It's a typical early summer day alongside Tampa Bay, with the temps in the 90s and the humidity ringing beads of perspiration from every other pore. And Donnie Abraham is happy, maybe not to be sweating but to be on his way to another football practice.
"I didn't realize my passion for teaching and coaching were still going to be around," said Abraham, the 37-year-old former Jets cornerback. "When I was a player, I remember saying, 'I'm never going to be a coach.' Then as soon as I get done playing, I'm teaching and coaching a position. My passion's continuing to grow and grow. I love working with kids and teaching the game of football. Here I am."
But the "kids" Donnie's teaching these days are not like high schoolers he coached for six seasons in central Florida. Abraham's a pro coach these days. In February he joined the staff of head coach Dave Ewart, whom he first met as a freshman at East Tennessee State, on the Arena League's Tampa Bay Storm.
You can see him in his new sideline garb in the centerpiece on our home page (photo courtesy Tampa Bay Storm/Scott Audette).
"We kept in touch from college," Abraham recalled. "He called me up, said he was going to be taking over the Storm and asked if I would coach the defensive backs. I was like, 'Well, give me some time to think about it.' He said, 'OK, two days.' I literally had a night to think about it. I just thought it would be an opportunity for me to gain more experience as a coach."
Shortly after he and John Kaleo were hired, Ewart said, "I've known John and Donnie for a long time and they have high football IQs. Each one brings a unique talent and wealth of experience to draw on. Our team got better today."
Differences ... and Similarities
A few months later, Abraham's has brought his old experience to bear on his new experience. Coaching Arena ball is a lot different than coaching high schools or running the two Zaxby's restaurants that Abraham owns, it's still close enough to the kind of ball he played as a thoughtful, theft-minded (32 career INTs) corner for nine NFL seasons for the Buccaneers (1996-2001) and Jets (2002-04).
"I think it's going pretty well ... it's definitely different," he said. "I didn't go to a lot of Arena games before. From the stands it just seems like a lot of chaos, zooming over here, zooming over there, guys running at the line at full speed. But once you get inside and start learning about it, breaking it down, you realize these guys are really good athletes and you realize that a lot of the outdoor game as far as fundamentals and techniques you have to use in the indoor game."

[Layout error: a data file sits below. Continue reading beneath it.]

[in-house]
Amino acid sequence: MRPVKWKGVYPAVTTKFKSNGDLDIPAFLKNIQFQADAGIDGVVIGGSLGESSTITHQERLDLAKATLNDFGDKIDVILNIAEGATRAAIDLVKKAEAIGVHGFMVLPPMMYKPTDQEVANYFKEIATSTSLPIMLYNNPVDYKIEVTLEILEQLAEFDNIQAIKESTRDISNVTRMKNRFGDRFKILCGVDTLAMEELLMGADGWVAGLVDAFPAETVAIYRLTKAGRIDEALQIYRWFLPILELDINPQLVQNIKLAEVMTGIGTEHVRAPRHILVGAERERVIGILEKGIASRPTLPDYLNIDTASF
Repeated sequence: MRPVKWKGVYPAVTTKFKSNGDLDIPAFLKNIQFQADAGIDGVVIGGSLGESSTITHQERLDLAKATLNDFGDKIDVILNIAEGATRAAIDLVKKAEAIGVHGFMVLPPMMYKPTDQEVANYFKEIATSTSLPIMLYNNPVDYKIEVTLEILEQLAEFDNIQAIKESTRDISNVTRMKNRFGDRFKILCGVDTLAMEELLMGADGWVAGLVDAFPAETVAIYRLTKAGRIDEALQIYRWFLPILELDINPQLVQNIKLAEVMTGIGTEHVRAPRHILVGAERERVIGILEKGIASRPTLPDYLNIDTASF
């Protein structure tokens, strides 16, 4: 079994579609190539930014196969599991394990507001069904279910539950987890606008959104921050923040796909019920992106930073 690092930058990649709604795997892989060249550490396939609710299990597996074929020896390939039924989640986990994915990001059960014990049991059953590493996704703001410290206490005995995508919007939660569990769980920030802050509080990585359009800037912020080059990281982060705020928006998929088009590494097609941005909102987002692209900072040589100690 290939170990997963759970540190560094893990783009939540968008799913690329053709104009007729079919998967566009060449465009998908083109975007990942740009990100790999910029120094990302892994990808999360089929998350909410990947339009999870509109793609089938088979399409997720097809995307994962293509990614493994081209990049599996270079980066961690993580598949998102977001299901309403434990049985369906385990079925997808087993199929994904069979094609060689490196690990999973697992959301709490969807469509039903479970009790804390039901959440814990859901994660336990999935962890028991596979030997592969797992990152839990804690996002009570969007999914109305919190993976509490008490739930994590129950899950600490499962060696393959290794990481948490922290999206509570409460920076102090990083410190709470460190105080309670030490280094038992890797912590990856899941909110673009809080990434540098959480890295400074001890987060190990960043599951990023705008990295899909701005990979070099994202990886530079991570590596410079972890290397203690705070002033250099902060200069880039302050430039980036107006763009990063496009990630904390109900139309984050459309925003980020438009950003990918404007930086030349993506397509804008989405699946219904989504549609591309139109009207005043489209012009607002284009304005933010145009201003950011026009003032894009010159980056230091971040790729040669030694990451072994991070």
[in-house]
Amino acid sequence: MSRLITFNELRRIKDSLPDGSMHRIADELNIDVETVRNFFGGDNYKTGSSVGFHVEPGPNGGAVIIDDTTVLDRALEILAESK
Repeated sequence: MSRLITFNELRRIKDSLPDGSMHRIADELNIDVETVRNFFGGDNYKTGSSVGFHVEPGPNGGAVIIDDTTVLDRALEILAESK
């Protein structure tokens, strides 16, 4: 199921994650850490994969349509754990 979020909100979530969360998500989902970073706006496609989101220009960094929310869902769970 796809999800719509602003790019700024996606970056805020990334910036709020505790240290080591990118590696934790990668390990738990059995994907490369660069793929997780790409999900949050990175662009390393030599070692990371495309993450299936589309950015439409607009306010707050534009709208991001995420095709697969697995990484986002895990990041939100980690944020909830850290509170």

And of course there are the AFL venues, arenas, after all, half as big as stadiums, all under roofs.
"It's definitely a unique situation playing a football game in an arena," Abraham said. "But it is a fun game, everything's a learning experience, and sometimes it's good to be inside. You look at being out in this heat all the team or being in an NFL stadium, it's good to be inside and cool a little bit. The atmosphere is great."
Abraham's title on Ewart's four-man staff is defensive backs coach, but he was recently identified in a news story as defensive coordinator.
"I call the plays for the secondary. Coach Ewart handles the front five or front four," Donnie explained. "You can look at it any way you want to. Probably 98 percent of the plays are passes, so the defensive backs coach usually has a lot of responsibility. Coordinator? That's what Coach Ewart does. He allows me to call the plays for the secondary, so as long as I'm doing a good job ... "
Racking Up Some Impressive Numbers
It would appear Abraham is doing a nice bit of teaching and coaching at this new level for him. True, the Storm's record is 6-7 with five games to go and they're giving up 53.2 points a game ... but this is Arena ball, after all, and that figure is ninth in the 18-team league.
Some other rankings are much better: The Storm is third in the league in pass defense (245.2 yards per game), second in total defense (269.2), and first in sacks and sack yardage (33-182).
All this leads to a natural question: Is Abraham, the guy who never thought as a player that he'd ever be a coach, on the fast track to an NFL job?
Herm Edwards, Abraham's coach with the Bucs and Jets, wouldn't be surprised.
"Donnie wasn't the biggest guy as far as physicalness, but he was tough and he had very good ball skills," Edwards told newyorkjets.com. "And he was a technician. He could play 'bump' or 'off,' but his skillset, he was very good at pattern reading. He could read patterns and combinations when people were trying to attack him on offense. He can teach all that."
"The thing I can say about all those kids in Tampa — Donnie, Ronde Barber, John Lynch, Brian Kelly — they were going to be fundamentally and technically sound to play the position. I always told players this is what to do, this is how to do it, and you've got to tell them why. If they're going to have long careers and want to get into coaching, they've got to understand the why. Lots of guys understand what to do but they don't want to know the why. Donnie always wanted to know the why."
Abraham knows the why of this season but from there he seeks the direction.
"Right now I'm not sure what my path is. I don't know what God has planned for me," he said. "I just know I'm taking the steps, and whatever happens in the future I'll be ready for. I definitely would like to do some internships in the NFL. I have a young family that I'm really enjoying right now but I also enjoy coaching. Wherever that takes me five or 10 years from now, we'll have to wait and see."
For more from Donnie and Coach Herm on their stay with the Jets, check out this story's companion blog.